Why Obama could repeat in North Carolina
CHARLOTTE – When Barack Obama launched his vaunted ground game in North Carolina during the 2008 Democratic primary, most analysts and pundits assumed he would pull up shop as soon as the polls closed and cede the state in the general election. After all, with the exception of Jimmy Carter in 1976, North Carolina had been reliably Republican at the presidential level for almost 50 years. Even having Senator John Edwards (D-NC) on the ticket didn’t move votes for John Kerry. But Obama doubled-down on his investment and eked out a victory by14,000 votes over John McCain in November of 2008.
Now, as the Democratic National Convention starts here today, Obama’s poll numbers have held up remarkably well in the state, and he is effectively tied with Mitt Romney. And while the Tar Heel state is a must-win for Romney, it is merely one of several paths the president could take to getting the 270 electoral votes needed for reelection.
The Obama campaign is putting tremendous resources into the state — 49 field offices, hundreds of paid staff and thousands of volunteers. And they of course also hosting the party’s convention here, providing another opportunity for organizing Obama-friendly people in the state.
“My friends can’t imagine Obama beating Romney in North Carolina,” says veteran North Carolina Republican political strategist Carter Wrenn. “All I hear is ‘Obama can’t win.’ When you look at the polling data, it all says ‘close election.’ And when I look at the two campaigns, my experience says that Obama has got a little more momentum and that he’s sort of found his groove. I think Romney is still searching for it.”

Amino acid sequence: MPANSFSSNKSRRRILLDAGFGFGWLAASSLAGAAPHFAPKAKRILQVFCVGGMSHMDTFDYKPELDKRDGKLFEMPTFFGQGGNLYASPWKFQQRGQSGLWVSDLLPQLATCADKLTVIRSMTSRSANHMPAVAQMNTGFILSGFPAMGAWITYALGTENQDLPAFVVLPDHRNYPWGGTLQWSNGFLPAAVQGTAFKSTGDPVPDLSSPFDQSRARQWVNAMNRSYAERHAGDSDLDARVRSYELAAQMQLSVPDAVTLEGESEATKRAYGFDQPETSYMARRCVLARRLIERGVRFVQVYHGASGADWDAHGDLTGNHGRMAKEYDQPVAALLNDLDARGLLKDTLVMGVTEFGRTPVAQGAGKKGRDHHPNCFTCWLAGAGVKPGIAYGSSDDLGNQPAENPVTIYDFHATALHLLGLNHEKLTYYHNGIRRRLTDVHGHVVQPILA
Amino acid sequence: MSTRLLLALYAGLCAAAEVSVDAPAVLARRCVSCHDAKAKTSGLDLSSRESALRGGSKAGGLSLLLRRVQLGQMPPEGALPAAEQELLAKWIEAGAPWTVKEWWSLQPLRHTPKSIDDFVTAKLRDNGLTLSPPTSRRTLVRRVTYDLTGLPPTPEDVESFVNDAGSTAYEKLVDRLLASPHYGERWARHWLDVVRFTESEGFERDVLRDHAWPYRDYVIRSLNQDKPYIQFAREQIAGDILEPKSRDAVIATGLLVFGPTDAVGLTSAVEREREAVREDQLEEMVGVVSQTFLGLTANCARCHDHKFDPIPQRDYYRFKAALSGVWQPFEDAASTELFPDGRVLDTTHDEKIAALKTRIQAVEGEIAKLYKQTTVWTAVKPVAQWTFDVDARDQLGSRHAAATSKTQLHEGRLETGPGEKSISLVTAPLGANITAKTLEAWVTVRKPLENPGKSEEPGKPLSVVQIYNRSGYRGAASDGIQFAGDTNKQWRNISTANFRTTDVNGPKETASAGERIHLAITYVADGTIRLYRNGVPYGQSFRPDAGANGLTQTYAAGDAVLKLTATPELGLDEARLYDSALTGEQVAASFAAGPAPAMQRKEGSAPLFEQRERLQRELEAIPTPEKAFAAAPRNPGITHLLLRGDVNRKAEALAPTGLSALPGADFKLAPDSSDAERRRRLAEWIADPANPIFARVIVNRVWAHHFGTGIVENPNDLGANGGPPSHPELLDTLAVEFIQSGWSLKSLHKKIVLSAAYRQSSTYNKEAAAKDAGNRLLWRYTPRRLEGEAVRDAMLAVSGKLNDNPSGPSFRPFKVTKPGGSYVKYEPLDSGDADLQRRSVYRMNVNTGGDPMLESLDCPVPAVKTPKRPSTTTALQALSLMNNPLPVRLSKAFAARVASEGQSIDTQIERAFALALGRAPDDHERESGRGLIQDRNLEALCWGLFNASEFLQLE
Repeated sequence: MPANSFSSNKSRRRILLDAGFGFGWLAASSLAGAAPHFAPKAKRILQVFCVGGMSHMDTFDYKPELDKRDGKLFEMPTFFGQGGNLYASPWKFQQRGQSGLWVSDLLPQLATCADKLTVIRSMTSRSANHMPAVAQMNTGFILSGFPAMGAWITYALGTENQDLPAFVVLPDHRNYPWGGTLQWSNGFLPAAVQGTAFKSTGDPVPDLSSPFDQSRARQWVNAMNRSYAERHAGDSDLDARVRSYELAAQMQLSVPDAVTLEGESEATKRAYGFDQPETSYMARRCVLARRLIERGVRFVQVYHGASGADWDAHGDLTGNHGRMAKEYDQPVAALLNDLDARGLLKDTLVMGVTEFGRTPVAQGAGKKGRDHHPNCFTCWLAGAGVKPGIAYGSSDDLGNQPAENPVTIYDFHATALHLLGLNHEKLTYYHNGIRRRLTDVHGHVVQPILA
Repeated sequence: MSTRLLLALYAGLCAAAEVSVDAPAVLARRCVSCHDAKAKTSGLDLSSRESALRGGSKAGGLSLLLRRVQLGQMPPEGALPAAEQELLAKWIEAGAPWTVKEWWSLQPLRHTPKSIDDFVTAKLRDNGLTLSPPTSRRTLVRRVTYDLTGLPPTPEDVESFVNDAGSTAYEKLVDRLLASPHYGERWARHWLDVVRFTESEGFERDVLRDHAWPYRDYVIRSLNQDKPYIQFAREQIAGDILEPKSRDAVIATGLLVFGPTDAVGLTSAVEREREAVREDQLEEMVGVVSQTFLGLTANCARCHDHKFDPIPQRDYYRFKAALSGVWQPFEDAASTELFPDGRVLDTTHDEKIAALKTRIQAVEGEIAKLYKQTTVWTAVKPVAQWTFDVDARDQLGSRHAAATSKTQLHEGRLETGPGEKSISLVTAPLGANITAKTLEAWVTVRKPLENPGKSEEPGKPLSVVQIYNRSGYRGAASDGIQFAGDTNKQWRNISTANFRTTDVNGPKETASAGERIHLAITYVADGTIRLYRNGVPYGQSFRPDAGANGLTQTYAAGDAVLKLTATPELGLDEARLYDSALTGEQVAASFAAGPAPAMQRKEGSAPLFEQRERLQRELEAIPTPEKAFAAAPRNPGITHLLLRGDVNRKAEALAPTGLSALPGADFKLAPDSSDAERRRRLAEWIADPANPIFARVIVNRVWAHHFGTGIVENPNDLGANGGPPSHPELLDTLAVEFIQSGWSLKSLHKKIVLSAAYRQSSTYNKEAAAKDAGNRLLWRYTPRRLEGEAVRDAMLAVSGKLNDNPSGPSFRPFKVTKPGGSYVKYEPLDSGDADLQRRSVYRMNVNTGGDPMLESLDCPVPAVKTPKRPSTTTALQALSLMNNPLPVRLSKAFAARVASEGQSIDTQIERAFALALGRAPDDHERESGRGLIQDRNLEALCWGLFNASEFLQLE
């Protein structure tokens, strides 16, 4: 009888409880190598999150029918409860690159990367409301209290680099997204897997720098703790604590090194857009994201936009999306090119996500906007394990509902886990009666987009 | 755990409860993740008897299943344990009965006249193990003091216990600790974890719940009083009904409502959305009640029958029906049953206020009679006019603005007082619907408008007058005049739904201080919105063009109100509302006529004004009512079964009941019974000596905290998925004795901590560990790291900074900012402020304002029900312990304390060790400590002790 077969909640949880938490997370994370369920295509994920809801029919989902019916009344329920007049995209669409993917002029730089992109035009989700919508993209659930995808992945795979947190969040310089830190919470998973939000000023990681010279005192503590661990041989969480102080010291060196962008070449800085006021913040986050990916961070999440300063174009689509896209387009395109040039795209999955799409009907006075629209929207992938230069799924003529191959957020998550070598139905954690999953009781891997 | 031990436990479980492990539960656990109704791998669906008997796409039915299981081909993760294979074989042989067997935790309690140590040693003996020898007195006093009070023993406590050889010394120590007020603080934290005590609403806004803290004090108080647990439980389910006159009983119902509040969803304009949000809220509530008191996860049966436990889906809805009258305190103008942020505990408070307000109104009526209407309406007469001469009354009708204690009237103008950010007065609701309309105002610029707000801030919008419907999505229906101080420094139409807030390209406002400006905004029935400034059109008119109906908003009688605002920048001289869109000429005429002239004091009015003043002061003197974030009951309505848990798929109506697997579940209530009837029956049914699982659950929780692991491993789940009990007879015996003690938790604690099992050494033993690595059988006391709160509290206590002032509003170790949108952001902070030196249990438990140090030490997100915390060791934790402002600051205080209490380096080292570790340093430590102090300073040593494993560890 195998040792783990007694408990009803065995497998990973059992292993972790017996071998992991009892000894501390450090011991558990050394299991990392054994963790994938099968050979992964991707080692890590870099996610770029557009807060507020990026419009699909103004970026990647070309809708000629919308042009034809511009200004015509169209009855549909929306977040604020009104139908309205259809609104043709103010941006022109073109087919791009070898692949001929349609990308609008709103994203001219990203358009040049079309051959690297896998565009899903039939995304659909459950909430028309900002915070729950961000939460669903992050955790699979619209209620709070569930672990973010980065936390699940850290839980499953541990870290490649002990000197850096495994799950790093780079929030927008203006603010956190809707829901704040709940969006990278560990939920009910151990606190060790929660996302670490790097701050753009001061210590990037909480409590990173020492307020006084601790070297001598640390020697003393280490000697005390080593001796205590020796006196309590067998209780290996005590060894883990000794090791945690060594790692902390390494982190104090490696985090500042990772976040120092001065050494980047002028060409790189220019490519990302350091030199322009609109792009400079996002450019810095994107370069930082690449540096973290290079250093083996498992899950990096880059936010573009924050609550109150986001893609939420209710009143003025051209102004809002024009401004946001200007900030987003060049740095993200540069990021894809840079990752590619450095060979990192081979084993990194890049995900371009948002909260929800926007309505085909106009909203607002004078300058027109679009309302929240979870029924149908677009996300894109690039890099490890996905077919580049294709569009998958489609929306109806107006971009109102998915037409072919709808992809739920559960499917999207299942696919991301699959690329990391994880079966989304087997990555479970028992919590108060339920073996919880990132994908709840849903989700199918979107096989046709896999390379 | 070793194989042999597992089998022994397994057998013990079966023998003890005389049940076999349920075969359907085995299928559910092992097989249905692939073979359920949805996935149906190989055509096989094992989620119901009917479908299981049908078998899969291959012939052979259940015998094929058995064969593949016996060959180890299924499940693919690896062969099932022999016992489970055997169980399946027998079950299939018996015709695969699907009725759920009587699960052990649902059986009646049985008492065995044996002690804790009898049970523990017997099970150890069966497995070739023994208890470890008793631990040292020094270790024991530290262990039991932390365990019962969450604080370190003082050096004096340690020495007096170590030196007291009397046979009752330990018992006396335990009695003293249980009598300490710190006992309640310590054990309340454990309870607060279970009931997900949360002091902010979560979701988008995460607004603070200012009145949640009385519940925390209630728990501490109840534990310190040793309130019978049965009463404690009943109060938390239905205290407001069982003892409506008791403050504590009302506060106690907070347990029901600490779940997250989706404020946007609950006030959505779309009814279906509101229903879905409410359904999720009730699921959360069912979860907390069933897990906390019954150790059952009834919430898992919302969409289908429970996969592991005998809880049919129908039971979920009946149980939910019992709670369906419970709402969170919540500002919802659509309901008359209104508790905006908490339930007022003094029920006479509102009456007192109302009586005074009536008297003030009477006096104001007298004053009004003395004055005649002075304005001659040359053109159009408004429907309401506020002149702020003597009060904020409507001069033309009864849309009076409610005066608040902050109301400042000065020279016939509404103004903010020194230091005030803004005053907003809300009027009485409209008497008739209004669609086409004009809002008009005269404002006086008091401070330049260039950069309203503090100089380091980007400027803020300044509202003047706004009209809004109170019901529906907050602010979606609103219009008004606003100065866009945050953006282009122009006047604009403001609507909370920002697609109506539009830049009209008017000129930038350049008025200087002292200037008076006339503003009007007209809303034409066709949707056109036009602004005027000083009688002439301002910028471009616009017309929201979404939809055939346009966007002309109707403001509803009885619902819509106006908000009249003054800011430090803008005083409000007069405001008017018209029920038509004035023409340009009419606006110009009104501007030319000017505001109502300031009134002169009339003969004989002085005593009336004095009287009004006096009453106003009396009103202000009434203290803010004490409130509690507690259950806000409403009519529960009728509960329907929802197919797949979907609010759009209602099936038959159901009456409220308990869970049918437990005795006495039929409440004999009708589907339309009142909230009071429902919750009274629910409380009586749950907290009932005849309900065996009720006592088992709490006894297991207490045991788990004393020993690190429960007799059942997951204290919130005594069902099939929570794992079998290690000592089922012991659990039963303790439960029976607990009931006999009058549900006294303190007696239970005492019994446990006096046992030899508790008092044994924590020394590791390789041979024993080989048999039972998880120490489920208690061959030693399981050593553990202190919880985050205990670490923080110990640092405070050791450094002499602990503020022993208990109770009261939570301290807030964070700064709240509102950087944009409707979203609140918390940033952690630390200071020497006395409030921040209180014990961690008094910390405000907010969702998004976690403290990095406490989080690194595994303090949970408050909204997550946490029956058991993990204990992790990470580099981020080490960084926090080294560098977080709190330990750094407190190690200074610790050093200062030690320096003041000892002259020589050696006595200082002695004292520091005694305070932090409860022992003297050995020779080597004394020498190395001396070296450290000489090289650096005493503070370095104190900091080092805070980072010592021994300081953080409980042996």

Obama is expected to see some drop-off in the white vote here compared to 2008, causing some veteran political strategists to cast him as the underdog. And the jobless rate here, at 9.6 percent, is significantly higher than the 8.3 percent nationally.
But a few factors are also working in the Democrats’ favor. Scholars estimate the state’s number of minority voters (black, Hispanic, Asian, or voters who cast their race as “other”) has grown by four percentage points in the last four years, and all of these groups are likely to heavily favor the president over Romney. If the race comes down to which party has the best turnout operation, the millions Obama and his team invested here both in 2008 and this year could make a marginal difference in the president’s favor.
Unlike in Pennsylvania, there is no voter ID law here that could result in a substantial number of black or young voters not being able to cast legal ballots. The state’s huge black population (about 20 percent of eligible voters are black here and more than 40 percent of Obama voters in 2008 were African-American) is a major advantage for the president, because polls show black voters are more motivated than virtually any other voting bloc.